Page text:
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The Lyceum is one of the most spectacularly re-awakened of the Curtains (1982) ‘sleeping beauties’. It is also the only completely surviving Sprague theatre in the regions. Sprague was responsible for some of the most beautiful theatres in London (e.g. Wyndham’s, the Albery, the Globe, the Strand) and the Lyceum is worthy to be set beside any of these. Built in 1897 on the site of the City Theatre (1893), this is a free-standing building with an emphasized corner-block topped by a domed tower, originally containing the main entrance, a feature in common with some of the architect’s London theatres. The auditorium is very fine, with superb Rococo plasterwork. Two slightly curved cantilever balconies; unusual treatment of the side walls, which are articulated by broad pilasters at each level, forming bays containing bow-fronted boxes. All the surfaces are enlivened by delicate plasterwork and at dress circle level the pilasters have attached coupled columns. The proscenium has a rectangular moulded frame which encloses a riotous Rococo openwork plaster valance along the top, in the corners and spreading halfway down the sides. Coved and panelled ceiling with fine plasterwork. The Lyceum closed in 1968 and became a bingo house. Bingo failed in 1972. An application to demolish was then made by the owners but was refused on appeal. The building was subsequently offered for sale without result. Proposals in 1981 for a popular music venue and discotheque were granted planning permission but did not proceed. A Lyceum Theatre Trust had been formed in 1975 but progress was slow, due in part to the ambivalence of the City Council, which had built the immediately adjoining Crucible (RHWL’s first theatre) in 1971. In the late 1980s the Lyceum was still dark and (thanks to precautionary action taken to arrest rapid deterioration) smelling of dry rot fluid. The climate changed in 1990 when the World Student Games were allocated to Sheffield. An ambitious programme of restoration and improvement was set in action which embraced not only the theatre but an adjoining cleared space, to be known as Theatre Square, defined by the two theatres and neighbouring properties. Work was completed and the theatre reopened in December 1990. The upgrading of the theatre, which is now run jointly with the Crucible, was impressive. The main entrance was moved from the front corner tower to the long elevation facing the new square and major additions were made at side and rear containing a new stagehouse and rehearsal space, improved dressing rooms (for 108), education department, passenger lifts, etc. The auditorium was magnificently restored with a colour scheme appropriate to Sprague’s manner (more architecturally disciplined than Matcham’s but far from solemn) and with a painted safety curtain. The new internal public spaces were decorated in a pleasing Deco-inspired manner, contrasting but chiming well with Sprague’s busier ornament. From July-October 2014 the theatre closed to undergo a £1.9m refurbishment of the foyers, bar and auditorium which included replacement of the balcony seating. The refurbishment also saw the installation of an air cooling system and solar panels were added to the roof.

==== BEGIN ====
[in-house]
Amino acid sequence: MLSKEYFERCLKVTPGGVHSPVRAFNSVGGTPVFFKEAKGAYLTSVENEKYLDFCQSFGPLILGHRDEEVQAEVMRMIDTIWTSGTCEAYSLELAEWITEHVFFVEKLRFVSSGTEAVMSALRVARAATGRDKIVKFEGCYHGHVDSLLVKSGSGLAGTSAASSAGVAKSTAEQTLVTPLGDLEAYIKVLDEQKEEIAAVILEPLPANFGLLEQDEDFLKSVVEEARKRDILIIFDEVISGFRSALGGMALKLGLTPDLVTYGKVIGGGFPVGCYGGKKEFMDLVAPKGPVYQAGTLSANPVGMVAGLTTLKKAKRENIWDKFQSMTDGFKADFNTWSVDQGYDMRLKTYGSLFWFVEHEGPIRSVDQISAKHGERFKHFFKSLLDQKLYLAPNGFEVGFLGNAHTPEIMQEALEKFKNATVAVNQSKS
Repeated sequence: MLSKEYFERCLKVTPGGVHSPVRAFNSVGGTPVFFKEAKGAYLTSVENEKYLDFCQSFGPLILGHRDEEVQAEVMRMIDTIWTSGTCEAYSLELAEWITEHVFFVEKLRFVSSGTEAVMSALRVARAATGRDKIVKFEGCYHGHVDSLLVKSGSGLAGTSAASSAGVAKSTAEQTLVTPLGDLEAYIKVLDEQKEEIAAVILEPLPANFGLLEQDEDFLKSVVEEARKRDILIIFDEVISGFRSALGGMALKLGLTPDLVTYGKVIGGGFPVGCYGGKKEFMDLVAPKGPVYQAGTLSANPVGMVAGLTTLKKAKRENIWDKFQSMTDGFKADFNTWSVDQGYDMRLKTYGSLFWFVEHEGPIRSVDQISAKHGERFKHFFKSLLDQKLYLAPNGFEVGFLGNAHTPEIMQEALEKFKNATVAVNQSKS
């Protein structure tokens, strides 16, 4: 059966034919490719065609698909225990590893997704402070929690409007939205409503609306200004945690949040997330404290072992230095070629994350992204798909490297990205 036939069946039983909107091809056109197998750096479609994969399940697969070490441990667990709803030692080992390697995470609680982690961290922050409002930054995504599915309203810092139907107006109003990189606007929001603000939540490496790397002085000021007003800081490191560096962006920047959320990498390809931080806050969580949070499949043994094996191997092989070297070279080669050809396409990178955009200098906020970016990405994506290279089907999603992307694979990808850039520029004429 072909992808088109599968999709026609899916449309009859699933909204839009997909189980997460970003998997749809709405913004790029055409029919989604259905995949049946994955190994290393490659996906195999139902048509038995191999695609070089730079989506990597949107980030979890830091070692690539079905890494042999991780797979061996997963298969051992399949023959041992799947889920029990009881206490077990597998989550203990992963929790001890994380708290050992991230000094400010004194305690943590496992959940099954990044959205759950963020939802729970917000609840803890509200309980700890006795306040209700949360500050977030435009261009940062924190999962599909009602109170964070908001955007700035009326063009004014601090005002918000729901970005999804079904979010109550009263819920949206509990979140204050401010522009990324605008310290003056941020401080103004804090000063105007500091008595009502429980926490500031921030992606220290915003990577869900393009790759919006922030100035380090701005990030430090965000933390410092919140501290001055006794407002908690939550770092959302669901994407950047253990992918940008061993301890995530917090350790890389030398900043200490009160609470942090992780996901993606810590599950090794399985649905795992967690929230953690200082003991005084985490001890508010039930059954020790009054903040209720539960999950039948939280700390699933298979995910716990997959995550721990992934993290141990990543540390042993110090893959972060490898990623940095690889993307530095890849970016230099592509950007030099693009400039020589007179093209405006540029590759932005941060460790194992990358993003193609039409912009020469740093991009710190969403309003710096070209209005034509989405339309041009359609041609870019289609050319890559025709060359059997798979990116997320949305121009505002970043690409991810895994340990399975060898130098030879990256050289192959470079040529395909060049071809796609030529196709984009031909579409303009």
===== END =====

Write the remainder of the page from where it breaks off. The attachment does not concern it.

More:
Built / Converted
Dates of use
Current state
Current use
Theatre (used for pop concerts and bingo mid 1960s to 1968)
Tudor Street, Sheffield, South Yorkshire, S1 2LA, England
Further details
Other names
  • 1897 Design/Construction:
    W G R Sprague
    - Architect
  • 1908 Owner/Management: Sheffield Lyceum Co; John Hart, managing director
  • 1946 Owner/Management: Sheffield Lyceum Theatre Ltd; J Beaumont, managing director
  • 1990 Alteration: theatre restored with major additions
    - Architect
  • 1990 Design/Construction:
    Clare Ferraby
    - Consultant
    decorations and colour consultant
  • 1990 Owner/Management: Sheffield City Council, owners; Sheffield Theatres Ltd, manager
  • 2014 Alteration: Auditorium and front of house refurbishment
  • Capacity
    circa 3000
  • Capacity
    1946: 1820
    1948: 1719
    1950: 1286
    1990: 1130
  • Capacity
  • Listing
Stage type
Proscenium Rake 1:30
Building dimensions: -
Stage dimensions: Depth: 11.8m
Proscenium width: 8.6m (28ft 6in)
Height to grid: 20m
Inside proscenium: -
Orchestra pit: Original 16
Now flexible, forestage lift